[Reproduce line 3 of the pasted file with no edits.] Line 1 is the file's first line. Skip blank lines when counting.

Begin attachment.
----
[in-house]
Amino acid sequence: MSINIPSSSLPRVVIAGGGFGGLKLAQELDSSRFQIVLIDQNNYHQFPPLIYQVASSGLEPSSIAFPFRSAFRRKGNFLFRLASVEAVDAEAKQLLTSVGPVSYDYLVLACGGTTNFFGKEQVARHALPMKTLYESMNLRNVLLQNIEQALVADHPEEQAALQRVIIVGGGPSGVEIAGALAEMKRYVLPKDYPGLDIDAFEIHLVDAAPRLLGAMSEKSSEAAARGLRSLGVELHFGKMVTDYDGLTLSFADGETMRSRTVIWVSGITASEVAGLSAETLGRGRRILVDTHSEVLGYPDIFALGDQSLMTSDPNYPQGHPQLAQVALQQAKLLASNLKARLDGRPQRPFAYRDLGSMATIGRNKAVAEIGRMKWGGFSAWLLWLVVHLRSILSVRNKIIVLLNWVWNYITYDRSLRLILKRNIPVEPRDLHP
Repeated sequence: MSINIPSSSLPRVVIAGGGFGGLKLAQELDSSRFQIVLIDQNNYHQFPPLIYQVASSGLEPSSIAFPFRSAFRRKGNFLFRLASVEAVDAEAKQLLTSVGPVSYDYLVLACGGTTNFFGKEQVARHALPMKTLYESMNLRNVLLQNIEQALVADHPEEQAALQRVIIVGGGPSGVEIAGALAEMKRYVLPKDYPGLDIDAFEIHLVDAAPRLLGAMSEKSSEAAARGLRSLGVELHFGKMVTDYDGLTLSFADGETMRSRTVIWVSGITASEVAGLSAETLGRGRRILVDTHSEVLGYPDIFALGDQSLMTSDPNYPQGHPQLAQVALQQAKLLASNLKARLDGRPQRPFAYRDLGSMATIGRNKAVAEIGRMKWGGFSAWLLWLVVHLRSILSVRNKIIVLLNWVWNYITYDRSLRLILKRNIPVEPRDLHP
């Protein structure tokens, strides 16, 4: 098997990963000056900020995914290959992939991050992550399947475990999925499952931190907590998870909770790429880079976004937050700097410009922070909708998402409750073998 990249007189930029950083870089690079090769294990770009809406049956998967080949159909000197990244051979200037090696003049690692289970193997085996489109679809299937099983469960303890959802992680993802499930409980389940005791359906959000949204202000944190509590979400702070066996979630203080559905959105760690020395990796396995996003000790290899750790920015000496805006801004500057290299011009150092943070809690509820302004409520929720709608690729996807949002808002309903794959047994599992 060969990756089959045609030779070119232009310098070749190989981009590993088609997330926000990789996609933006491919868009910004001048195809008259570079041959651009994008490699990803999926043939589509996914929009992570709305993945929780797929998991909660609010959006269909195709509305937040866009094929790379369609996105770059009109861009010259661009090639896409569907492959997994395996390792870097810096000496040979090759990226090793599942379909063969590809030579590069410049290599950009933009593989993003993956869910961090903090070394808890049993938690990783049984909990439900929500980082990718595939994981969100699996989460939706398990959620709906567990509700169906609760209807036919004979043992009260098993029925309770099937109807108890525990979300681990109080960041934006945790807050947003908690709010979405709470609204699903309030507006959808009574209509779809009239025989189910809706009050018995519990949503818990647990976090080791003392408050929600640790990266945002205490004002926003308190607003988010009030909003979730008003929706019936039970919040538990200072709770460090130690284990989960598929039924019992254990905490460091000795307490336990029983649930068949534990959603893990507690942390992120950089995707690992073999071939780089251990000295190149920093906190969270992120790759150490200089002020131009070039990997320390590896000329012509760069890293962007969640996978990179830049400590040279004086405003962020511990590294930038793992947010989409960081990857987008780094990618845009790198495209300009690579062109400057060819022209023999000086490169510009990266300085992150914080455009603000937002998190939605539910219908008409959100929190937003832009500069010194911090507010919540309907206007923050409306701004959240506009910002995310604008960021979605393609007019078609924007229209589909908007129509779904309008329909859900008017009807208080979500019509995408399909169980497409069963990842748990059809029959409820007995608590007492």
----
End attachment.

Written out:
Repeated sequence: MSINIPSSSLPRVVIAGGGFGGLKLAQELDSSRFQIVLIDQNNYHQFPPLIYQVASSGLEPSSIAFPFRSAFRRKGNFLFRLASVEAVDAEAKQLLTSVGPVSYDYLVLACGGTTNFFGKEQVARHALPMKTLYESMNLRNVLLQNIEQALVADHPEEQAALQRVIIVGGGPSGVEIAGALAEMKRYVLPKDYPGLDIDAFEIHLVDAAPRLLGAMSEKSSEAAARGLRSLGVELHFGKMVTDYDGLTLSFADGETMRSRTVIWVSGITASEVAGLSAETLGRGRRILVDTHSEVLGYPDIFALGDQSLMTSDPNYPQGHPQLAQVALQQAKLLASNLKARLDGRPQRPFAYRDLGSMATIGRNKAVAEIGRMKWGGFSAWLLWLVVHLRSILSVRNKIIVLLNWVWNYITYDRSLRLILKRNIPVEPRDLHP